Barbering Basics: What Does It Take To Be A Professional Barber?
There’s nothing quite like getting a good haircut. As you leave the barbershop, the sun seems to shine on your face, no matter the weather. Friends gush compliments. Strangers gush compliments. It’s definitely a far-cry from your youth when getting your haircut was only bested by a trip to the dentist as things you hated most.
That said, if you did enjoy a visit to the barber, perhaps you’ve carried since a quiet interest in wielding the clippers and the straight razor yourself. Well, there’s no better time to make that interest a little less quiet. Barbering is as popular now as it’s ever been, carving out its own hybrid of vocation and lifestyle. But what does it take to become a professional barber? This handy guide will give you an idea.
Training is essential
Yes, you can learn how to cut hair on your own, the same way you can teach yourself to cook. But, at some point, you’re gonna need legit training to make sure you’ve got everything locked in – from scissor techniques to learning how to use beard oil.
You have two paths to choose from—initially, at least—to reach this level. Either you take a course at a registered organisation, like TAFE, or you secure yourself an apprenticeship. It’s a matter of preference, which one you choose. Both will give you the skills and knowledge you need to thrive as a barber, from cut and clipper techniques to beard and moustache grooming, and completing complicated men’s haircuts like high fades.
By getting professional training, you set a solid foundation for your barbering future.
Then add passion and creativity
We pair these two attributes together because, frankly, we believe that neither can exist without the other. There’s nowhere to go if you’ve all the passion in the world and no flair for execution, just as there’s nothing to gain from being creative but having no drive. And when it comes to barbering, you need a healthy dose of both to succeed.
One, you need the passion to cut hair. Barbering is like any other style-conscious pursuit; there’ll be times when you get to do lots of creative stuff, and there’ll be times when you have to do lots of boring, logistical stuff. For every customer who comes in wanting to experiment with their hair, another will come in wanting ‘the usual, thanks’. That’s why you need to keep both flames burning, so that you can push through the dull jobs and relish the exciting jobs.
Plus communication skills
Unless you have dreams of being a barber in the army, you’re gonna need to be able to chat with your customers, as not everyone wants or needs the exact same fade. Communication skills are essential to any job, but they’re especially vital if you’re a barber, as you can have as many as a dozen customers in a day. That means you have the potential to deliver a dozen different hair styles. And to deliver each perfectly, you have to know how to talk with your customer. Otherwise, it’s a guessing game, and no one wants to have their hair cut by a barber who’s making it up as they go.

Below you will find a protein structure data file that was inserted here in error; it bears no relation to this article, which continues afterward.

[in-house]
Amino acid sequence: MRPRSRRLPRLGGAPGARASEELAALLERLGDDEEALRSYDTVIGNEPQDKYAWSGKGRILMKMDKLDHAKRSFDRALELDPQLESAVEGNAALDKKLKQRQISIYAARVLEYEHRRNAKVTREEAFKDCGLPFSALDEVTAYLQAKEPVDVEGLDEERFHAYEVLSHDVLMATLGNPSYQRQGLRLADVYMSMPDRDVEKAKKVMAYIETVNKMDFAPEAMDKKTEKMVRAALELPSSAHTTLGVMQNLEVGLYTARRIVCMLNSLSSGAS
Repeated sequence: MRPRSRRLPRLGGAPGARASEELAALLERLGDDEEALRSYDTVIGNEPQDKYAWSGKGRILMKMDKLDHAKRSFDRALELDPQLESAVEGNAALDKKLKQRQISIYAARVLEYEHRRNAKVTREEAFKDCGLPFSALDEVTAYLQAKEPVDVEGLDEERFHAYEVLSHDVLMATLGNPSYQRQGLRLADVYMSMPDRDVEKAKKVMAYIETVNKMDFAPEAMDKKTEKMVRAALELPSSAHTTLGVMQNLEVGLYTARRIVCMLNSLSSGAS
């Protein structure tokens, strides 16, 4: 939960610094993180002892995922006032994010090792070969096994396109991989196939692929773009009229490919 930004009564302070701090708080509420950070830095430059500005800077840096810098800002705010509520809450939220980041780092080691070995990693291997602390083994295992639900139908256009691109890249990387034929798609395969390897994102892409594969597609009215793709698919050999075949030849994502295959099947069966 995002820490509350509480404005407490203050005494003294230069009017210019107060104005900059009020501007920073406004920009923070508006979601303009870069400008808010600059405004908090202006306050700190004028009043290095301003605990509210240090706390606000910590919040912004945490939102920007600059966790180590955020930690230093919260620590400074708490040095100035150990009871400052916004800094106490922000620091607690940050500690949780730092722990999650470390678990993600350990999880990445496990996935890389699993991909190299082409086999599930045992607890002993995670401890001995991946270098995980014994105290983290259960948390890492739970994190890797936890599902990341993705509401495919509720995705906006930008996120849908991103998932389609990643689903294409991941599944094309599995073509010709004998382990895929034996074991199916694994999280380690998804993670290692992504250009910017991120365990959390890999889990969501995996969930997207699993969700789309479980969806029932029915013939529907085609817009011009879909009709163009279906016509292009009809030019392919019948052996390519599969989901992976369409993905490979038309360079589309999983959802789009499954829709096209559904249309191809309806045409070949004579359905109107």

Enjoying people and community is important, too
That said, as a barber, it’s not enough to be a great communicator. You have to enjoy communicating. In other words, you have to enjoy the company of other people. The days will feel long if you dread the arrival of every new customer and the conversation they carry with them.
Enjoying people can take on a different meaning depending on where you work. If you work in a city barbershop, you might love nothing more than meeting a variety of different people each day, whereas in a small town it might be the banter you share from weekly regulars. Either way, there’s an element of community building to barbering; if you can make the visit enjoyable for customers, they’ll likely come back.
Barbering is one of those wonderful jobs where, if you put the time in and build a solid customer base, you can enjoy flexible working hours. Not everyone has time to get their hair cut during office hours, which is why many barbers are open in the evening. While you mightn’t always want to cut your hair when it’s dinner time, if your day’s appointments are during the evening, it can free the day for you to enjoy otherwise.
This flexibility can work brilliantly in your favour if you have an outdoor pursuit such as surfing or mountain bike riding. And with everyone else at work, you’re likely to enjoy those pursuits even more. It’s about working out what works best for your lifestyle, then making the adjustments for it to happen.
In the end, it’s not just skills that’ll help you succeed as a barber, important as they are. Like a bartender, making drinks is not enough; you need the panache and the patience to both thrive and to compel customers to return. If you can strike that balance, you stand to enjoy a barbering career for years to come.